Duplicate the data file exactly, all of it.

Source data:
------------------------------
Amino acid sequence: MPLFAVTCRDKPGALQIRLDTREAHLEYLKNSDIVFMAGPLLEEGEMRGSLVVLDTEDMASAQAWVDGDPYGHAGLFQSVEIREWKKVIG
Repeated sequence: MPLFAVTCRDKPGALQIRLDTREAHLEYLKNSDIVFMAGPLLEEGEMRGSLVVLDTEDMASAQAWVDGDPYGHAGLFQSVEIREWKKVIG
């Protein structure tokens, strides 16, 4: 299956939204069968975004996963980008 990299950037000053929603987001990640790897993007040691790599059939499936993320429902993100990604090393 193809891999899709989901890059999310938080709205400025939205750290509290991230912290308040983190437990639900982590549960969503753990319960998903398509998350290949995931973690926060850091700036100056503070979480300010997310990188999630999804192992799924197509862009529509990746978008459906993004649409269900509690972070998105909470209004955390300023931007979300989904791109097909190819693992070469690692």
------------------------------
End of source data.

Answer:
Amino acid sequence: MPLFAVTCRDKPGALQIRLDTREAHLEYLKNSDIVFMAGPLLEEGEMRGSLVVLDTEDMASAQAWVDGDPYGHAGLFQSVEIREWKKVIG
Repeated sequence: MPLFAVTCRDKPGALQIRLDTREAHLEYLKNSDIVFMAGPLLEEGEMRGSLVVLDTEDMASAQAWVDGDPYGHAGLFQSVEIREWKKVIG
């Protein structure tokens, strides 16, 4: 299956939204069968975004996963980008 990299950037000053929603987001990640790897993007040691790599059939499936993320429902993100990604090393 193809891999899709989901890059999310938080709205400025939205750290509290991230912290308040983190437990639900982590549960969503753990319960998903398509998350290949995931973690926060850091700036100056503070979480300010997310990188999630999804192992799924197509862009529509990746978008459906993004649409269900509690972070998105909470209004955390300023931007979300989904791109097909190819693992070469690692």